Pictured Above: Chad Inman (pictured on the right) congratulates a customer on their new purchase from Burnip’s Equipment.
Chad Inman, known on Facebook as “Burnip’s Chad,” defines his own approach to inside rural equipment sales at Burnip’s Equipment. Burnip’s has 7 locations in Michigan and carries New Holland, AG Spray, Bush Hog, Ferris, Intimidator, Land Pride, Priefert, Spartan Mowers and other lines. The dealership serves production farmers as well as small acreage farmers, landscapers, homeowners, large property owners and construction contractors.
Inman joined the dealership in November of 2018 as a rural lifestyle consultant based in the Coopersville, Mich., location. Prior to that, he was store manager for Family Farm & Home, a family owned retail chain 63 stores in Michigan, Indiana, Ohio, Pennsylvania and Maryland.
Inman is one of several salespeople who have set up dealership/personal branding pages on Facebook as a selling strategy. His intro page on Facebook describes his goal: “I make rural living a little easier and a lot more fun for people in West Michigan.”
Learn more about Inman’s approach in this Q&A with Rural Lifestyle Dealer.
Rural Lifestyle Dealer: Can you highlight what you do at Burnip’s?
Inman: My official title is rural lifestyle consultant and the largest piece of that is inside sales, but I also play a supporting role for the outside sales team. I’m their eyes and ears and feet-to-the-ground when they’re trying to get a deal done and need to know about the equipment on our lot. I’ve also developed a supporting role for the parts and service departments.
I also use my retail experience in social media marketing to help increase awareness of the dealership.
RLD: Can you explain some of the main ways you use Facebook?
Inman: The main ways we use Facebook are by advertising equipment on Facebook Marketplace and by being part of local community group pages. When I comment on the community pages, I’m talking more about what’s going on at the dealership as opposed to a specific piece of equipment, to try to get people to visit the dealership.
For branding purposes, I set up a page called Burnip’s Chat after I first started and then I wanted to add a personal side to share funny posts and information related to farming. I decided to set up my personal page and I now have more than 240 friends.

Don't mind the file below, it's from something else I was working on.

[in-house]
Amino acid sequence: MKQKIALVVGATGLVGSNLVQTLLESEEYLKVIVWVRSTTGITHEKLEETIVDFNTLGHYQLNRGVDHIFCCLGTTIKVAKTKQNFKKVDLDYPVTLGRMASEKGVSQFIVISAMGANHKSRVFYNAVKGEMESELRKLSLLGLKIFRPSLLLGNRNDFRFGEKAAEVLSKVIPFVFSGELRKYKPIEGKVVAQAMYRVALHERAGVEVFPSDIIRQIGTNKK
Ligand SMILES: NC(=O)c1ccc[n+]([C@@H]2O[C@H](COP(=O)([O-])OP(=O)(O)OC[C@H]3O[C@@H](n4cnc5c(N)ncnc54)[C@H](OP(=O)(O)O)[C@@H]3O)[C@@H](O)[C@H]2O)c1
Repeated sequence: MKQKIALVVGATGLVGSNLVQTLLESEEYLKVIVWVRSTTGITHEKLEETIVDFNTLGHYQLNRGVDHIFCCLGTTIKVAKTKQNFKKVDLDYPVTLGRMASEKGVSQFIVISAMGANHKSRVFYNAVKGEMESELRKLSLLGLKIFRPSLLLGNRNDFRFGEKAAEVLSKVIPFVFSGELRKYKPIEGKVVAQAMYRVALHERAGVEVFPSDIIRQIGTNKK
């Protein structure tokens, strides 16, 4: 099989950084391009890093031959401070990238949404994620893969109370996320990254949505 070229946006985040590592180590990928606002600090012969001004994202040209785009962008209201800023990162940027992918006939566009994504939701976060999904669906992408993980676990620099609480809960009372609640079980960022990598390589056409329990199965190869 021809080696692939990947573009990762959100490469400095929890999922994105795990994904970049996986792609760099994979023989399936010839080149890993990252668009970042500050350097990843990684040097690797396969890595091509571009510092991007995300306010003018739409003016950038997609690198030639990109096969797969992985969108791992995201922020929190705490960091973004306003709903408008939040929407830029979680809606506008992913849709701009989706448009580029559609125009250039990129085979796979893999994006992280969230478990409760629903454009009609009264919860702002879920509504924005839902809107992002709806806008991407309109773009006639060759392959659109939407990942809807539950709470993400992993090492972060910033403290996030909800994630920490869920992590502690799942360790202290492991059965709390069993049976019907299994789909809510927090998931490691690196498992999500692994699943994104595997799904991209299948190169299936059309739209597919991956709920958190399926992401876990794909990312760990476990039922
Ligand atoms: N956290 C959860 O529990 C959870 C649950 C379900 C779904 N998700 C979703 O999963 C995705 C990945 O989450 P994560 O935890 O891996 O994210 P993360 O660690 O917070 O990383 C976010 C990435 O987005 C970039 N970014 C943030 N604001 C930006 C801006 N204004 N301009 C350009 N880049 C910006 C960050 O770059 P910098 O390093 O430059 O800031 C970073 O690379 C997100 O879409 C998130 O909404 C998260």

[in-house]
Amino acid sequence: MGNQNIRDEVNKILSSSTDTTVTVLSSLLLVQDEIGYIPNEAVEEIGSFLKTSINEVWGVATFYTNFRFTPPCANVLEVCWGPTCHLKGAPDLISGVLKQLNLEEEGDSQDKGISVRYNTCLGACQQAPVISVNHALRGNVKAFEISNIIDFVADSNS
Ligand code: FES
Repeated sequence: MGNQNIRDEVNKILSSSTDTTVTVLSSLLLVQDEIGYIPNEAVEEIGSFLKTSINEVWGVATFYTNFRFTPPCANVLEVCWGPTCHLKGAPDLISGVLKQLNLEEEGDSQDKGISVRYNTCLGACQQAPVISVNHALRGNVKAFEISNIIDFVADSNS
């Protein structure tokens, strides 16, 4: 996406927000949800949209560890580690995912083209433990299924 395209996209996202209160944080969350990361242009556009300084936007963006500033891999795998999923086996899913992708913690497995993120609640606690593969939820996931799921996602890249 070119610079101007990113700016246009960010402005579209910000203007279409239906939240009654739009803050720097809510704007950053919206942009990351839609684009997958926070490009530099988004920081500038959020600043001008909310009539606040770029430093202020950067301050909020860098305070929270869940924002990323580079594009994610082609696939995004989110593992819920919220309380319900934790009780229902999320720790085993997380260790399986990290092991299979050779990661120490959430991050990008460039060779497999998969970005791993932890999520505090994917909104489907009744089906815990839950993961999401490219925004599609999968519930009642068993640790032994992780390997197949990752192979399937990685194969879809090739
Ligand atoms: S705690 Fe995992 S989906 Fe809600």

I made a conscious decision to seek out residential and rural lifestyle contacts as opposed to agricultural contacts. For instance, I sought out real estate agents as a way to reach people who might need equipment for their new houses.
I worked with one real estate agent to develop a document they give to new property owners that shares information about the dealership, the equipment we carry as well as other items we sell, like power tools and farm toys.
We promote Burnip’s as a local, family-owned company that was started in 1977. The story of who we are is very compelling. Our world is changing, but many customers still want to buy from people they know.
RLD: What experience did you bring over from the box store?
Inman: Besides the focus on retail and store branding, I also brought over the idea of social IQ or social capital as it relates to working with fellow employees. At the store, I managed employees as well as managed other managers. I had to learn how to navigate through different situations and build good relationships.
When I came to Burnip’s, I made the intentional decision to be a team player and to show that the misconceptions about salespeople being inconsiderate were not true. I wanted to show my co-workers that they could count on me if they needed something. This was part of the process of building social capital at the dealership.
For instance, I try to watch for retail items that are not selling as fast as we would like. When a snowstorm was forecast, I promoted on my Facebook page that we have ice melt as a way to move that product and to get people into the dealership.
I’ll also try to help work with customers that are standing in line, waiting for a parts person. I don’t try to answer technical questions, but see if they might need something that I can help them with.
And, as part of that give and take, my co-workers help me out if I’m busy with another customer or out of the office.
Here’s another great example. Recently, I was outside raking leaves on a Sunday when one of our younger service techs drove by and stopped to say hi. I told him I was getting ready to go over to a customer’s house because he was having trouble with equipment he bought from us.
The tech asked for the address and went over there and fixed the problem. That level of service differentiates us from the competition.
RLD: What other practices do you use throughout your work day?
Inman: I’m always working through my contact lists, whether it’s customers who have come into or called the dealership or leads from our website or Facebook. Burnip’s has an internet salesperson as well, who works online leads, but they can’t handle all the inquiries. He is always communicating with the rural lifestyle consultants at each store as well as the outside sales team.
RLD: What challenges do you see ahead?
Inman: As Burnip’s continues to grow, we’ll have to continue evaluating our market. How do we meet the changing needs of agriculture, which is our core business, as well as the changing needs of rural customers?
It’s also important the dealership continues to recognize the talents of individuals. Often, in the retail world, the formula for operating is more important than the employee, which is not good for the business or the person. So, we need to have processes for efficiency and accountability, but they also need to be flexible.